And the flanker, who will be involved in his 11th black, green and gold campaign next time around, is very clear about what his club need to do to bridge the gap to the top teams.
“Thankfully we’re starting to learn some lessons that have taken a little too long to learn,” said Wood, whose Saints contract now runs until next summer.
“Our biggest issue is consistency. How can a team that plays the way we did with 14 men against Exeter for 40 minutes also play as badly as we did against Gloucester?
“How can a team that pushes Exeter off their own ball get pushed off by Newcastle? That basically comes down to concentration and consistency.
“We’ve got to basically set better minimum standards for ourselves.
“Rugby is an emotional game and you can occasionally peak and get the best out of yourself on the day, but over the course of 11 months you can’t do that week in week out.
“You can’t rely on emotion every week, you’ve got to make sure you’ve got your foundations and your minimum standards of your game in order no matter what.
“I don’t want to make excuses and act like we’re in this transitional period because we want to win things, and win them now.
“We feel we’ve got the personnel and we feel like we’ve underachieved this year.
“I don’t want to speak for the coaches and the team as a whole but fifth place is barely par and we’re disappointed with that.
“Credit to the four teams that are in the top four because they really deserve it and have really played well at the back end of the season.
“Sale and Quins have really had a good run of form but when we look back at our season and some of the very narrow misses - Bristol home and away, Bath at home, the two games we really didn’t show up for, Quins and Gloucester - we’d like to think we’ll really be pushing for that top four and have the potential to do it.
“Over the summer it’s going to be about consolidating a little bit, making sure we get those inconsistencies out of our game and that some of these young players who are really establishing themselves in the team take ownership of the team and become the senior players and the leaders within it.”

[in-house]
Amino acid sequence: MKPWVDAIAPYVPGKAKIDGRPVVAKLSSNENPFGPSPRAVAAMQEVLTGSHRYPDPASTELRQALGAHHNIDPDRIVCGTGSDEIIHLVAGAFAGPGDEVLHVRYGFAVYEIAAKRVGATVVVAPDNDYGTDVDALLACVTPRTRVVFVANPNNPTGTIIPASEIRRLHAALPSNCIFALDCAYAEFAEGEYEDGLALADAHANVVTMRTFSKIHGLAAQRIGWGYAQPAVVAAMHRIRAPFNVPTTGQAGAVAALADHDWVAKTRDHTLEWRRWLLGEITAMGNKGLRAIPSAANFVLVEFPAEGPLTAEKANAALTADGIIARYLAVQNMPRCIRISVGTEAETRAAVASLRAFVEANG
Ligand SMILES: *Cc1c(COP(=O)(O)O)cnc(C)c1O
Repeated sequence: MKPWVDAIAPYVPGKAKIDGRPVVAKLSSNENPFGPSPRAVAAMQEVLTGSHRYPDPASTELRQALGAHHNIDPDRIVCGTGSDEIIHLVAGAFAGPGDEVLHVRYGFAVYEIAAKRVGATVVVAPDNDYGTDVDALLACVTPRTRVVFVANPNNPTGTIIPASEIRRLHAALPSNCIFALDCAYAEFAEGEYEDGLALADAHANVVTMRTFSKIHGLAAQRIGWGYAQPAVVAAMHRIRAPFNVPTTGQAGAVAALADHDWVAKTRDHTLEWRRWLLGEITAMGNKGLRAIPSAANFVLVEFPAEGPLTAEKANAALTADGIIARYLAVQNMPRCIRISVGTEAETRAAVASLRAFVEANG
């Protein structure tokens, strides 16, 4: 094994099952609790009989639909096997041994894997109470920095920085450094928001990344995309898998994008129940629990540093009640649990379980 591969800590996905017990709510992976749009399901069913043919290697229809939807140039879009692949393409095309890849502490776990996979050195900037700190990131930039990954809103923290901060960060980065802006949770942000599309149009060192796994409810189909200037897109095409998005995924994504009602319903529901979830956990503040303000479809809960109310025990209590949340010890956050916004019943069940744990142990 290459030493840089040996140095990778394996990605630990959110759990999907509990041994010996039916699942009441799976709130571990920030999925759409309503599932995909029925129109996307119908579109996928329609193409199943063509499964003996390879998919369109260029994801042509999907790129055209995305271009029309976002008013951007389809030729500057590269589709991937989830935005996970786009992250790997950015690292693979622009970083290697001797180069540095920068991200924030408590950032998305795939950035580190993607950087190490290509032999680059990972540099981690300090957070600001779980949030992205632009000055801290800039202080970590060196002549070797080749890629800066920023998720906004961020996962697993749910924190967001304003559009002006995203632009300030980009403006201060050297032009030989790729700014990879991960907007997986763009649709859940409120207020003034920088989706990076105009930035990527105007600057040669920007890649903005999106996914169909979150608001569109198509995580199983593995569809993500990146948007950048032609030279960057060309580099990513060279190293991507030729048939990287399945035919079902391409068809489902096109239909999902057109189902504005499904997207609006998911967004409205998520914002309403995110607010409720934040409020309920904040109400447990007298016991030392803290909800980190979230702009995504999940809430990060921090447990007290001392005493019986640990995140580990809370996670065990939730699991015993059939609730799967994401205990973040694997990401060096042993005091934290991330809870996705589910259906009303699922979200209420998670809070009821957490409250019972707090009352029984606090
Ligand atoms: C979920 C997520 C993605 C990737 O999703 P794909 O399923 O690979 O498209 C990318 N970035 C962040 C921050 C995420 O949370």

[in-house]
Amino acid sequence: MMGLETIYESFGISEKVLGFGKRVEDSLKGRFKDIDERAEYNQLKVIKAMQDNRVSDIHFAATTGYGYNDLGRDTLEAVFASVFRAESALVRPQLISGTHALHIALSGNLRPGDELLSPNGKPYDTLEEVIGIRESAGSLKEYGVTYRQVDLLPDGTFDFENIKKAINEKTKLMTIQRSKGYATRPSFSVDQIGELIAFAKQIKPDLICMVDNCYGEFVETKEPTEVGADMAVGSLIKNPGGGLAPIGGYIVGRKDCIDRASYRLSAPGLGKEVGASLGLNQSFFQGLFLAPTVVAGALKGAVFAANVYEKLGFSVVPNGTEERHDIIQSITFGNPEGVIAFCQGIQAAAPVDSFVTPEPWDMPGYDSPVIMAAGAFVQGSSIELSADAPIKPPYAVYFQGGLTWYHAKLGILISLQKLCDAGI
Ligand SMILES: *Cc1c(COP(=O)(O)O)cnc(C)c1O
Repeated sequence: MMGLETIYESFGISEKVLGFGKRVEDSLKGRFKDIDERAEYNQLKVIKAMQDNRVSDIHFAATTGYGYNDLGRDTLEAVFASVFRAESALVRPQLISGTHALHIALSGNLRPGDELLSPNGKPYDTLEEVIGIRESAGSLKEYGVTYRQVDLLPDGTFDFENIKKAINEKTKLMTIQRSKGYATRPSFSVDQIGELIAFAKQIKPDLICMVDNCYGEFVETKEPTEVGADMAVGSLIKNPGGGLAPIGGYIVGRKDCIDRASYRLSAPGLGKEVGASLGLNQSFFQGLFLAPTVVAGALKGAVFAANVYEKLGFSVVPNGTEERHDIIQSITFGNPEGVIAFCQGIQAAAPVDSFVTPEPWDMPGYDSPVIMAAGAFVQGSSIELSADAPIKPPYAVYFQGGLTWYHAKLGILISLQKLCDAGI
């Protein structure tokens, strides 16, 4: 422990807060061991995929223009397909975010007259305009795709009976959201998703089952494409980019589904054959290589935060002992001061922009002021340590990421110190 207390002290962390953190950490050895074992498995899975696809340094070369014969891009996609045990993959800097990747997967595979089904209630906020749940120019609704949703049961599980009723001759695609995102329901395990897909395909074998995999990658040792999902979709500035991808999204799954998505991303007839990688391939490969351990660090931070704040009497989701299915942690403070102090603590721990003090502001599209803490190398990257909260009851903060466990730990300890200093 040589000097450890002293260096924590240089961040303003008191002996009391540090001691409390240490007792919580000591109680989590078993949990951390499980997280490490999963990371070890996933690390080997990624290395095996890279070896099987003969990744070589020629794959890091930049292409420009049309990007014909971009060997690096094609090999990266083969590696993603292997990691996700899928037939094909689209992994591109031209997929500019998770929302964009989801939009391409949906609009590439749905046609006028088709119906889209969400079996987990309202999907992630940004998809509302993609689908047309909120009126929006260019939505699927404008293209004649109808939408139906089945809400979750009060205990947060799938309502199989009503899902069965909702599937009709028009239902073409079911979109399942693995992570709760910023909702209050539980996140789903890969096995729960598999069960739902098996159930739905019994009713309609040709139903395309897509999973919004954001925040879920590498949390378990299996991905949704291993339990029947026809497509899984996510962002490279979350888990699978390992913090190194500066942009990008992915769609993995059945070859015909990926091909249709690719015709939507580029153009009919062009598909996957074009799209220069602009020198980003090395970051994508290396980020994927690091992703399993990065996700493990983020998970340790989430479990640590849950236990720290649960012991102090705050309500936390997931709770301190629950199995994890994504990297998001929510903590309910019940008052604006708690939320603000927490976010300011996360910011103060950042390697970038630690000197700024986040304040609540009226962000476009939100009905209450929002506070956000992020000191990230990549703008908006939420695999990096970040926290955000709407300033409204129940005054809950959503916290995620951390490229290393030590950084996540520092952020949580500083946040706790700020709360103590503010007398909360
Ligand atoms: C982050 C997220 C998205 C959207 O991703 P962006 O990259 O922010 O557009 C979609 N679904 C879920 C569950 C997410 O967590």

Wood has been a Saints leader for some time now, having made the move to Northampton from Worcester Warriors in the summer of 2010.
He has racked up 228 appearances to date and continues to produce huge 80-minute performances week on week.
So just how does he do it?
“That’s just how I’m programmed - I don’t know any different,” Wood said.
“I’m not your impact player off the bench, I’m not your fast twitch game-changing moments.
“I’m in the game for 80 minutes, in the fight from start to finish, slug it out and kind of a numbers man, seeing how many tackles I can make, how many carries, how many rucks I can hit rather than those box office moments.
“I pride myself on resilience, endurace and attritional rugby. That’s what I love and that’s what I’m good at.
“That’s what I think I can offer this team that has got lots of the other stuff I mentioned and that perhaps isn’t me because the young lads coming through have got a lot of flair, a lot of talent, a lot of box office and I’m just trying to be the foundation they can play around.”
Wood doesn’t need to stand out in a box office kind of way.
He has already established himself as a club legend and when it was uncertain whether he would stay on at Saints towards the end of last season, there was an outpouring of support.
Some fans even jokingly suggested Saints should hand him a new 10-year deal, considering just how important he still is to the team and the club.
“It’s humbling and it’s reassuring to know that support is there,” Wood said.
“If I was reading a load of comments saying he looks over the hill, he’s not the player he was, he looks past it, he’s a yard off the pace or he’s slowing down or we need to move him on, it would probably be the final nail in the coffin for me.
“When people are saying all those good things, it’s great and it’s easy to think that it’s a foregone conclusion that you should carry on, but the moment that’s not true - and that could happen mid-season - all of a sudden you’re retiring a bit burnt out and you have that little dent in your reputation as you part.
“It’s my intention to finish on a real high and to go out with people still saying those things.
“I’m really proud that they are and I’ve been able to deliver that this year and I feel good and I’m enjoying it still so it’s very hard to retire on that basis.
“I don’t want it to get to the stage where I have to retire - I want to do it on my terms and hopefully I’ll still be in one piece.
“It’s about getting that timing right because there’s a long life after rugby and lots of work to do outside of the game and a career and everything to establish after my playing days.
“I want to do it not completely frazzled, with some energy and a with a healthy body not after a rugby career that went on a year or two too long.”